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Friday, February 26, 2016

Institutional Failure

A couple of months ago I saw The Big Short, and it had a powerful effect on me.  Although the heroes of the tale, Steve Eisman (played by Steve Carrell) and Michael Burry (Christian Bale), had personality problems which I hope that I do not share, they were hard-headed guys who didn't trust what anyone else said, and who therefore saw that something was rotten in Denmark when everyone else continued to cut larger and larger slices of cheese.  I envied them, too, not for the money they made, but simply because they were betting on real time events, and the results proved that they had been right--something that can never happen for those of us who write about the past.  I decided to read the book as well, and I finished last week.  It reinforced the lessons of the film, and left me more convinced than ever that virtually all the major institutions of our society share the same rot, which is making it impossible for them to function for the common good, and threatening total collapse on many fronts.  I saw this happening in our colleges and universities during my 37-year career, and it is increasingly clear that what I saw was not exceptional.

I shall not attempt to retell the story of The Big Short, but rather focus on a number of almost random remarks that  pop up here and there through the text.  One such remark came from Charlie Ledley, one of two small-scale traders who had specialized in finding long shots that had a much better chance of paying off than their price seemed to indicate.  He and his partner Jamie Mai, believed "that public financia lmarkets lacked investors with an interest in the big picture.  U.S. stock market guys made decisions within the U.S. stock market; Japanese bond market guys made decisions within the Japanese bond markets, and so on. "There are actually people who do nothing but invest in European mid-cap health care debt,' said Charlie. 'I don't think the problem is specific to finance.  I think that parochialism is common to modern intellectual life. There is no attempt to integrate."  Hmmm.

The tendency towards specialization has wrecked modern intellectual life, especially in the humanities and social sciences.  In my own field of history, and also in literature, there is no expectation that scholars will have any talent for taking a very long view, or understanding how the present actually differs from various periods in the past.   That is why survey courses, which used to be the province of the most distinguished faculty members, are now more likely to be taught by adjuncts.      Because such skills are nearly ruled out of academia, students at elite institutions have no sense of how what is happening today fits into the broader development of western and world civilization.   Economics students, I suspect, learn little about the bubbles and crashes of centuries past, and thus failed to recognize the signs when they recurred.  And that is having consequences potentially as great as the financial crisis of 2007-8.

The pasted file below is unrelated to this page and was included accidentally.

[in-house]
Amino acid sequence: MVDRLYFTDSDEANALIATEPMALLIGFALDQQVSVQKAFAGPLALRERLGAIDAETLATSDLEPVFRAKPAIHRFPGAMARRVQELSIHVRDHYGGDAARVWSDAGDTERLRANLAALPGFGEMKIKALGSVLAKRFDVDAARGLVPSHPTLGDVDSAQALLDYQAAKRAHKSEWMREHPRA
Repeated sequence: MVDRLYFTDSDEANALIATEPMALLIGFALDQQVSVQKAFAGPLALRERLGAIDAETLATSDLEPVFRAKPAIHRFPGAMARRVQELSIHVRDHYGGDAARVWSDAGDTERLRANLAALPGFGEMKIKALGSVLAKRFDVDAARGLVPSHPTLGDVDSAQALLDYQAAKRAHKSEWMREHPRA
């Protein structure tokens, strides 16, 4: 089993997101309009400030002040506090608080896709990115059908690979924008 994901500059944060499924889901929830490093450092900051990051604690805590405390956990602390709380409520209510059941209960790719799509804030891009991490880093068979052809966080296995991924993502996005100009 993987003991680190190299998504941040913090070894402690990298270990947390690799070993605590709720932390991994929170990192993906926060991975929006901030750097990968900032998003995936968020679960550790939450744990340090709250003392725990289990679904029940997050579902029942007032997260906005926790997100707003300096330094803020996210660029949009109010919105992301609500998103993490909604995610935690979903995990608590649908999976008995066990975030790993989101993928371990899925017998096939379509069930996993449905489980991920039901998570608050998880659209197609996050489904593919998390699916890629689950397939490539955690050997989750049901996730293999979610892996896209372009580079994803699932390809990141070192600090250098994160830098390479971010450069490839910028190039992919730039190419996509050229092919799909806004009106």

A second broad point concerns the ways in which the untrammeled free market, the god of our economics departments, business schools, and political parties, has utterly transformed institutions that once served a useful purpose into parasites.  Steve Eisman, one of the main characters in the book, began with the realization that many subprime home loans were going to default at a predictable moment, and found a way to bet against them.  But he followed that insight up the economic food chain, shorting the stock of mortgage originators, home builders, and even the ratings agencies that were certifying bonds based on those mortgages.   And then, reaching the top of the pyramid, he focused on the big banks themselves--Goldman Sachs, Morgan Stanley, Citigroup, and the rest.  "One of the reasons Wall Street had cooked up this new industry called structured finance," Lewis writes almost offhandedly, "was that its old-fashioned business was every day less profitable.  The profits in stockbroking, along with those in the more conventional sorts of bond broking, had been squashed by Internet competition.  The minute the market stopped buying subprime mortgage bonds and CDOs [collateralized debt obligations] backed by subprime mortgage bonds, the investment banks were in trouble."  And because the banks were now traders in their own right, the role of bond salesmen, everyone now understands, isn't to help both sides of a transaction to benefit, but rather "to screw their customers."  The big banks don't want to help industrial and commercial firms establish and maintain their profit streams, they want to build up their own, largely by running a rigged casino.